First up: Facebook’s Julie Zhuo, sharing experience from Facebook Connect. Idea originated in 2006 with the Facebook API. Initial version didn’t have any flow back to Facebook. Clunkiness of UI. One question for the Facebook Connect UI: How much text is really needed? Showing evolution of the UI to address the fundamental question, “What is Facebook Connect?” Final version includes user’s profile photo (if user is logged in), and thumbnails for both Facebook and the site user wants to connect.

From the OpenID/OAuth UX Summit

Good discussion about what usability revealed, about informed consent and user confusion, and about whether this passes EU privacy laws. (Answer: yes.) Facebook research showed that users had little or no understanding or savvy about phishing and URLs.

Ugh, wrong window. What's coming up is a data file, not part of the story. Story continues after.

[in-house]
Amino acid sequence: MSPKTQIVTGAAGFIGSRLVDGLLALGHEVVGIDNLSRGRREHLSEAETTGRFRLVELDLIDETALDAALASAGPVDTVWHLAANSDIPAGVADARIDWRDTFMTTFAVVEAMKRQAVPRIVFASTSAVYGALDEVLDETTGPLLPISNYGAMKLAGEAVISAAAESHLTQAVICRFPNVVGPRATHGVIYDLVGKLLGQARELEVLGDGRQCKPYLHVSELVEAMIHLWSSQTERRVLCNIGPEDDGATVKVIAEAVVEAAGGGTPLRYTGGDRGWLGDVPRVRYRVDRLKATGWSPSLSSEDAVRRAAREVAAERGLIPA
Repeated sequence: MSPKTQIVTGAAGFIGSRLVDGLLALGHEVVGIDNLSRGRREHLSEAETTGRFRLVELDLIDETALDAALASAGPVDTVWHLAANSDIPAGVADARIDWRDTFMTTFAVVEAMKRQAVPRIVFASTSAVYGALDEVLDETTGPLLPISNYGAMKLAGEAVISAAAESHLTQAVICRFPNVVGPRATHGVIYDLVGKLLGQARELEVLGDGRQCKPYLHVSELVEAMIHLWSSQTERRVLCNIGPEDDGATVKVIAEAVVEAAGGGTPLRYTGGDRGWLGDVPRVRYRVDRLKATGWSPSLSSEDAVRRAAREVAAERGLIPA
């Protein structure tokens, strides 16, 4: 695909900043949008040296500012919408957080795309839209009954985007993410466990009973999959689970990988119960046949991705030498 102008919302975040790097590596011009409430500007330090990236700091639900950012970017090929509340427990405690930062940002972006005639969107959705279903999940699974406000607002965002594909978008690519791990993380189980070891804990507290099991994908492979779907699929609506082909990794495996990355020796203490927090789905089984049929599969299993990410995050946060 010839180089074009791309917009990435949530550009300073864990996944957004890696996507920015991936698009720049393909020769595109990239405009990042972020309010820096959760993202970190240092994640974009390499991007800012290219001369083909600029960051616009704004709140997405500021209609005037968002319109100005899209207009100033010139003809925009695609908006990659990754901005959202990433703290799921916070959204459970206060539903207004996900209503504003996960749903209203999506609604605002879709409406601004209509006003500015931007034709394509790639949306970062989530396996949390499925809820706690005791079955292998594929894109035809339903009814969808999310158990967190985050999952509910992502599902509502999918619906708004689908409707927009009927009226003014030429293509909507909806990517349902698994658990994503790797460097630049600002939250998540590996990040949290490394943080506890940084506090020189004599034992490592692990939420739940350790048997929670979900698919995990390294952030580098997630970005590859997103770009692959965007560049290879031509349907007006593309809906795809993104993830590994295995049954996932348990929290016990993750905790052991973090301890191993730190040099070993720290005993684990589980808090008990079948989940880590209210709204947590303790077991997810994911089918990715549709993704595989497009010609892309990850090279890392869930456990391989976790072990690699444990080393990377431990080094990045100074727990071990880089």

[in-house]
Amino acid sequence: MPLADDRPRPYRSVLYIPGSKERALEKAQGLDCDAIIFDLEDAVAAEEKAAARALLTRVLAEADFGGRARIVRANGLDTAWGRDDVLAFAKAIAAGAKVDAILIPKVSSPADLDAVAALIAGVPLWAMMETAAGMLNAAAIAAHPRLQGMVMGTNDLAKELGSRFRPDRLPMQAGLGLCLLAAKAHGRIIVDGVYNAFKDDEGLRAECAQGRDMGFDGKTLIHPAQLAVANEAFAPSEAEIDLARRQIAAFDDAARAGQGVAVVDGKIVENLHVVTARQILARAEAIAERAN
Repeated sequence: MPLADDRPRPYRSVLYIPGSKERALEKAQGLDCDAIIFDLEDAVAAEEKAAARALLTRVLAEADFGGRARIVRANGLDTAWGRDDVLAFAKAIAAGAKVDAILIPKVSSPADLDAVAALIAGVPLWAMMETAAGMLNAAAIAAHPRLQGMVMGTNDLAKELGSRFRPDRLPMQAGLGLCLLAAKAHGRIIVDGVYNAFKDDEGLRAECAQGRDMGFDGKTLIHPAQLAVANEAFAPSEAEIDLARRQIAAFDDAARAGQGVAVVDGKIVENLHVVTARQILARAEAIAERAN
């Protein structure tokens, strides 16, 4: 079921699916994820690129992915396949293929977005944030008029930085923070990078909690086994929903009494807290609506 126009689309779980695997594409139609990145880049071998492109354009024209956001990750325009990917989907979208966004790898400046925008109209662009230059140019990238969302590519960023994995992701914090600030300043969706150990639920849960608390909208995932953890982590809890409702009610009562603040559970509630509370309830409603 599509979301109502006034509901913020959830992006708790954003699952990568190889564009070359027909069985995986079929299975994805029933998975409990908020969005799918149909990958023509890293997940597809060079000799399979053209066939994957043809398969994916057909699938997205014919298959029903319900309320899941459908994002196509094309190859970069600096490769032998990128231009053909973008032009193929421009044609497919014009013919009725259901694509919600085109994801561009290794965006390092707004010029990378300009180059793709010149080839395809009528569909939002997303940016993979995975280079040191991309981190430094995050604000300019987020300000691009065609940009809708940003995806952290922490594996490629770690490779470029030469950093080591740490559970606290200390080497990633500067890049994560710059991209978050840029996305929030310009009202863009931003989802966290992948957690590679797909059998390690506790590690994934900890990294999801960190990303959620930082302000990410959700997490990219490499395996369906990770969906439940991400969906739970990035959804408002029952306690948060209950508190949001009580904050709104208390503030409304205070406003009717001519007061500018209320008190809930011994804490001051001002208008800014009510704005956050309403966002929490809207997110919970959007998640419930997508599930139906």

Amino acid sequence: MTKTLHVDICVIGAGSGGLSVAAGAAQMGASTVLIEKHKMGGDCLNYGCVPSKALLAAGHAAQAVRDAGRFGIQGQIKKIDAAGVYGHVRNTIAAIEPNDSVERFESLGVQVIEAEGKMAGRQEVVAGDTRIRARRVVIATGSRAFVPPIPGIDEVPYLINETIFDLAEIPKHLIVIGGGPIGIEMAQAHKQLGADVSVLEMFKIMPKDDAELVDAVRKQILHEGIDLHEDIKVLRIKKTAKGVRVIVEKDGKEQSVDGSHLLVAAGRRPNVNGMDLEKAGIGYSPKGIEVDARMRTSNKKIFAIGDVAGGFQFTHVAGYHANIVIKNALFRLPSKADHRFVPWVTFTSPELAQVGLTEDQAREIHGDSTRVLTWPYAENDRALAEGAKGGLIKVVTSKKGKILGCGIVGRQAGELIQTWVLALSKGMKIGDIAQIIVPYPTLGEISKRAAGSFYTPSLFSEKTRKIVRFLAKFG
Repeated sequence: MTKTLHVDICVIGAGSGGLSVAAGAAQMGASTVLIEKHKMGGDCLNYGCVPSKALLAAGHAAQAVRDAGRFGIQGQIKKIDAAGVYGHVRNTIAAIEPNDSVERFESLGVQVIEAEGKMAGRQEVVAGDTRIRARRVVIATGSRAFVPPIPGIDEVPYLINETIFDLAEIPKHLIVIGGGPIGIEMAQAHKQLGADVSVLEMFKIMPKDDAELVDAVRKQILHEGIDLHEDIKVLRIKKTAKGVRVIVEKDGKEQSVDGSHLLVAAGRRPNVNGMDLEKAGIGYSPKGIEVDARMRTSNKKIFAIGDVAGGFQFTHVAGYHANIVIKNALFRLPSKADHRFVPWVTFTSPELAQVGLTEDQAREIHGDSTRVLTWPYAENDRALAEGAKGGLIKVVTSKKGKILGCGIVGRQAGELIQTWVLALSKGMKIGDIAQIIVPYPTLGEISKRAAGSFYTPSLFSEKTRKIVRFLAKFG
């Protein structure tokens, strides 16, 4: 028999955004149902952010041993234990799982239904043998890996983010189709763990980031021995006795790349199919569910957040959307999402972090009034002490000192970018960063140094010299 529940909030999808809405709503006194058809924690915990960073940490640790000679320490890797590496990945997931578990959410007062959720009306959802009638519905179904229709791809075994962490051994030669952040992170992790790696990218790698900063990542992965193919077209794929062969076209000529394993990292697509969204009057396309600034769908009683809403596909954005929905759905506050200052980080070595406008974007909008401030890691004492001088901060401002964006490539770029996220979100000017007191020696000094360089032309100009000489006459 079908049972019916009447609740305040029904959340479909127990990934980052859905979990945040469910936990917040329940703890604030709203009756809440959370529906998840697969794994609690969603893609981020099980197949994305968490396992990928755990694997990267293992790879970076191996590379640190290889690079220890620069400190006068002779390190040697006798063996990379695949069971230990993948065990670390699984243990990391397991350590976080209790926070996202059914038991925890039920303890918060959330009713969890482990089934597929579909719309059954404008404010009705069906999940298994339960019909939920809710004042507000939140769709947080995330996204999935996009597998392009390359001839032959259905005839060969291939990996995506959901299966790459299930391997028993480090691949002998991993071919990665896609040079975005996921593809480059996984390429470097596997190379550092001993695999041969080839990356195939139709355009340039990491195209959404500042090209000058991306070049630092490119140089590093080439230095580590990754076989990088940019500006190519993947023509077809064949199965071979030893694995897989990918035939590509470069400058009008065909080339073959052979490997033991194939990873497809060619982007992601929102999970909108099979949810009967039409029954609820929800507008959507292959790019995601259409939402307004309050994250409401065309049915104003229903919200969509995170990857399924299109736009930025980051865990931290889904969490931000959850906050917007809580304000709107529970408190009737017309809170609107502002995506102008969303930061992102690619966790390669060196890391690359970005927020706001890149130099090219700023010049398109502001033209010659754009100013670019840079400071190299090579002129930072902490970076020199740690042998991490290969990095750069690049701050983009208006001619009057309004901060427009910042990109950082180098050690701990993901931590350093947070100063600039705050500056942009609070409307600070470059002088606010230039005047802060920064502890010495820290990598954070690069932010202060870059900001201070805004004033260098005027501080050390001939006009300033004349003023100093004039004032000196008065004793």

By the way, I have to say it — great to see not only is Facebook attending this “open stack” summit, but that they’ve got four people here (including Dave Morin, Josh Elman, and Mike Vernal) and leading the opening session! That’s awesome.

From the OpenID/OAuth UX Summit

Now talking about the Connect Button. First version had tagline “Bring your friends,” but users didn’t know it was a button. Second version said “Register.” Third version said “Connect” and experimented with the user’s profile photo on the button. Final version is just the Facebook “f” and “Connect” or “Connect with Facebook”.

Discussing logout options: unified, per-site, hybrid. Unified is secure, but unintuitive. Per-site is intuitive, but not necessarily secure. Chose unified out of security. Question for the future, if Facebook Connect takes off, may be strange to log out from one site and be instantly logged out of Facebook and all other Connect sites. A good laugh, as Joseph Smarr suggests a slightly more complex alternative. Julie says, “But then you’d make the user have to think.” Joseph’s aside, “That’s spoken like a true mainstream consumer site.” Incredibly active session. Key takeways slide: streamlined login is important. Explain what is going on. Err on the side of security. Flexibility is important.